On May 14, the San Francisco Museum of Modern Art reopened its doors for the first time since June 2013. Before they closed, the museum held a four-day-long marathon of being open continuously. In addition to the provocative lure of partying in the galleries at 3am, one of the biggest draws for attendees was seeing Christian Marclay’s The Clock (2010), a 24-hour-long film made of clips from innumerable movies that showed every minute of a day, synced to local time.
It was a hit in San Francisco, just as it’s been a hit in other cities. Long lines, lots of buzz, and for good reason: The Clock is fascinating. It’s fun to recognize the films included, delightful to have the feedback loop of wondering what time it is while you’re in the theater (then realizing you already know), and full of meaty theory around the concept of filmic representation.
Now, three years later, Marclay’s work is back in San Francisco. But instead of a blockbuster hit at SFMOMA, Marclay’s latest work, Six New Animations, is on view at Fraenkel Gallery -- the much smaller venue that represents Marclay.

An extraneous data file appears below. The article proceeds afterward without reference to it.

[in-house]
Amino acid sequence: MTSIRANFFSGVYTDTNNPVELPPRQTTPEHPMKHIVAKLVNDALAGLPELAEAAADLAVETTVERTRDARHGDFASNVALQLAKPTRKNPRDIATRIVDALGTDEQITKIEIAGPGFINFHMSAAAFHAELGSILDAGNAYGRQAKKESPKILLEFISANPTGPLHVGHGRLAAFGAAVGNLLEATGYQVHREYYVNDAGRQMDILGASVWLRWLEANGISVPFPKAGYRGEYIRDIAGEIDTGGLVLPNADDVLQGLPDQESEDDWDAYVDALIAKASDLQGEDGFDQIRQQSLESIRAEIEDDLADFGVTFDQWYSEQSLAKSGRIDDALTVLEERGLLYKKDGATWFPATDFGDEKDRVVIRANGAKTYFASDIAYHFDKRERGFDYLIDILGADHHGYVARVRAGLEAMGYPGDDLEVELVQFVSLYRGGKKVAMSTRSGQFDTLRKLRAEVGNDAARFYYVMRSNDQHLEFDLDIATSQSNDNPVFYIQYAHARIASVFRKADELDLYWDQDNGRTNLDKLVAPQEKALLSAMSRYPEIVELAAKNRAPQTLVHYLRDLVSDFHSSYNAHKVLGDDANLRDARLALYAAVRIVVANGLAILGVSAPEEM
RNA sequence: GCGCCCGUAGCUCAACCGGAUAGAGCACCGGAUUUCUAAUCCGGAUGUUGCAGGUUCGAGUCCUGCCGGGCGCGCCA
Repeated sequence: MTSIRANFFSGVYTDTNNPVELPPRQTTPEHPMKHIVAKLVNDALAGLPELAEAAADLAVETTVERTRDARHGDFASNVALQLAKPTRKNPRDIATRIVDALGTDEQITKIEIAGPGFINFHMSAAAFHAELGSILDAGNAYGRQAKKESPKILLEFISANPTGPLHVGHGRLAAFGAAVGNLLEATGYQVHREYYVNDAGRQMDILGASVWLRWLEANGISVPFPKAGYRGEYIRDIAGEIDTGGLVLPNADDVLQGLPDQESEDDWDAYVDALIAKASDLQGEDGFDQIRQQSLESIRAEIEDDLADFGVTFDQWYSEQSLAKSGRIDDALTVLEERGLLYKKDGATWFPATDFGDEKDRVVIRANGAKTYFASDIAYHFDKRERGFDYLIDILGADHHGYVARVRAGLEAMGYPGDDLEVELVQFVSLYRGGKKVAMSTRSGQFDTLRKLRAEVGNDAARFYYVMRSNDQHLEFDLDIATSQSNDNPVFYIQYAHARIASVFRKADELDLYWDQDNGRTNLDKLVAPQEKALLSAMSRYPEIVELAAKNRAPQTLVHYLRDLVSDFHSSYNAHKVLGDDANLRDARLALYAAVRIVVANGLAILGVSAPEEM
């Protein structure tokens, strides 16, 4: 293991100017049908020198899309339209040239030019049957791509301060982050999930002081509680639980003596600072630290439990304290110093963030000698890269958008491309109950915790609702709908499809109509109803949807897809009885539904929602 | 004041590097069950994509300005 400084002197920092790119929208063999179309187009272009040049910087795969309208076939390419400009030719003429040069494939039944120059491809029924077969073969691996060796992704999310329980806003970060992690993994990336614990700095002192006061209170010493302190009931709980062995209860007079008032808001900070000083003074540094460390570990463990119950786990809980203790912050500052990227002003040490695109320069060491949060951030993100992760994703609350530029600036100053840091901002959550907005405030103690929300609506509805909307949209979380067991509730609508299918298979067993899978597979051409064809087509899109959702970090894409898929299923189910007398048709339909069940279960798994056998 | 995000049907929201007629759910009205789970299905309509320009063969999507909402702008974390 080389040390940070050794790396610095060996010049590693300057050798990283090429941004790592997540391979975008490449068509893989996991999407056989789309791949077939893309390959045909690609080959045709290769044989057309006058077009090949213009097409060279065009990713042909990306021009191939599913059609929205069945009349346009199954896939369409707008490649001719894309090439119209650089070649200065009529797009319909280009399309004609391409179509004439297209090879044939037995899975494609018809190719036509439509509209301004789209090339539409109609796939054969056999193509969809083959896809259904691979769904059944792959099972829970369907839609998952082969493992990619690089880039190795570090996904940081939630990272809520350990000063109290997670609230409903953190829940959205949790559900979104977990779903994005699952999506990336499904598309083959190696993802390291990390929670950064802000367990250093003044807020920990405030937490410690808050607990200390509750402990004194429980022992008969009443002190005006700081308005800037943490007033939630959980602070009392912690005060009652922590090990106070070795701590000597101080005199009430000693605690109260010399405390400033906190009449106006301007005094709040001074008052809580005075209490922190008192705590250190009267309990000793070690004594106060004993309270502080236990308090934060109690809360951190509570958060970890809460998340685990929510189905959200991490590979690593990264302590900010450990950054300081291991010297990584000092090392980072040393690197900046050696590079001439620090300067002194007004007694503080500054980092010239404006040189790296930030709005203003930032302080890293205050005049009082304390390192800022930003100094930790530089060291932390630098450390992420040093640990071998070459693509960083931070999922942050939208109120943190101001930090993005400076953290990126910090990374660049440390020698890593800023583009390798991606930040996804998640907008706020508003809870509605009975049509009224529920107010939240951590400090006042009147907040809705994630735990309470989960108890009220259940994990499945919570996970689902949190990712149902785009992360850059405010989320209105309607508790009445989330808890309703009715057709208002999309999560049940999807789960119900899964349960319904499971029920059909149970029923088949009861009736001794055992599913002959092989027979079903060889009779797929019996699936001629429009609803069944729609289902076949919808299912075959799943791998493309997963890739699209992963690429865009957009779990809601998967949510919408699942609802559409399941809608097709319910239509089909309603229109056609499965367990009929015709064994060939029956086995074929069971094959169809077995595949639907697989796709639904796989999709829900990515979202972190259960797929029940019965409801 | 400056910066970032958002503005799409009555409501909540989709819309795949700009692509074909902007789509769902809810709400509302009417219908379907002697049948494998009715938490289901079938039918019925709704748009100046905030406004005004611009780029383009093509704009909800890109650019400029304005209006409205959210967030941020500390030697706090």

The animations on view each take a single mundane object as its visual topic. Don’t visit Fraenkel expecting the magnitude of The Clock. These are items Marclay saw and photographed during his daily walks in London: bottle caps, cigarettes, Q-tips, plastic lids and straws. All are photographed lying on sidewalks, among grass, in puddles, or against dirt, in formulaic compositions.
Playing with pace, scale, and positioning, Marclay edited the photographs to form visual explorations of the items one by one. These microcosmic meditations at times seem humble and occasionally dull. Even with Marclay's clever editing, it’s hard to get jazzed about Q-tips (in the sweetly titled Cotton Buds) on sidewalks.